They wanted a way to provide guidelines and guide employees through scenarios without them tuning out or shutting down.

Thus “Define the Line” was born.

“Define the Line” is a workplace harassment training tool in the form of a comic book.

Why a comic book? Nikki Larchar explains:

After doing significant amounts of research on training methods and educational tools, we found that comic books are great tools in a variety of ways. First and foremost we fell in the love with the idea of having text and visuals and being able to show internal thoughts of the various characters.

We also wanted a way to train bystanders. There has been a lot of talk and research on how organizations can combat harassment, and training bystanders are the most impactful. We’ve also had the opportunity to speak with Jeremy Short, a professor at the University of Oklahoma who researches comic books as educational tools, and found that in his studies his students were able to remember text verbatim. Define the Line’s mission is to provide employees with the empowerment to speak up for themselves and for others and being able to have employees remember, verbatim, how they can respond, is something that really spoke to our mission.

Visual storytelling through comics provides an engaging and non-intimidating way for team members to connect with and personalize harassment and the line of acceptable behavior.

Communicate Difficult Topics with Visual Content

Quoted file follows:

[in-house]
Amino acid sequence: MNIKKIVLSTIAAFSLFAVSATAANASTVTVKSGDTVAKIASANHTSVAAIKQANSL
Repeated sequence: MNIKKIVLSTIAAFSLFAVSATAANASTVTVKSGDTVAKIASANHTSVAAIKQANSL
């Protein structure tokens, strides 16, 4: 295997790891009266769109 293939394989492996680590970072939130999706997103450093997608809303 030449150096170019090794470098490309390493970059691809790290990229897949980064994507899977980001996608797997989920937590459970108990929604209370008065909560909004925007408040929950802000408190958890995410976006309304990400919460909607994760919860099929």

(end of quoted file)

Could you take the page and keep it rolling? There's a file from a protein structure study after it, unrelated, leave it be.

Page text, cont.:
Image Credit: Define the Line

Case Study: Science as Art

Science is amazing. It’s crazy fascinating and the ridiculously interesting discoveries made on a daily basis are mind-blowing.

The problem is it can also be complex and heavy and challenging to understand or conceptualize for people who aren’t working in the thick of it daily.

Which is why there is a growing movement of scientific art projects, which work to bring science to life for non-scientists through images, video, comics, and photos.

Communicate Difficult Topics with Visual Content

Image Credit: Biocanvas

Case Study: Activism through Visual Concepts

When I first saw this image it made me want to throw up. It’s powerful, raw, and harsh. And it’s extremely effective to translate the damage our overuse of plastic does on the environment and its creatures.

Communicate Difficult Topics with Visual Content

Image Credit: Greenpeace Philipines

Environmental issues are one of a host of causes which are often hard to engage people on.

Why? The damage being done to our environment rarely directly affects our day-to-day.

We might conceptually know it’s bad. But until we can translate it into a real-life “hold it, touch it, see it” type of a problem, it’s easy to sweep it aside.  And then we stay busy with the triage issues bombarding us now. That’s just human nature.

It’s also why it’s incredibly effective to bring the damage to life through visual content.

Another one of my favorites is this video about rising sea-levels from NOAA

Overcome Communications Hurdles with Visual Content

The next time you face a messaging obstacle, brainstorm how you can find a creative visual way to overcome it.

About Laura Petrolino


Laura Petrolino is the chief client officer at Arment Dietrich, an integrated marketing communications firm. She also is a weekly contributor to the award-winning PR blog, Spin Sucks. Join the Spin Sucks   community.

Tweet29
Share13
+1
Share
42 Shares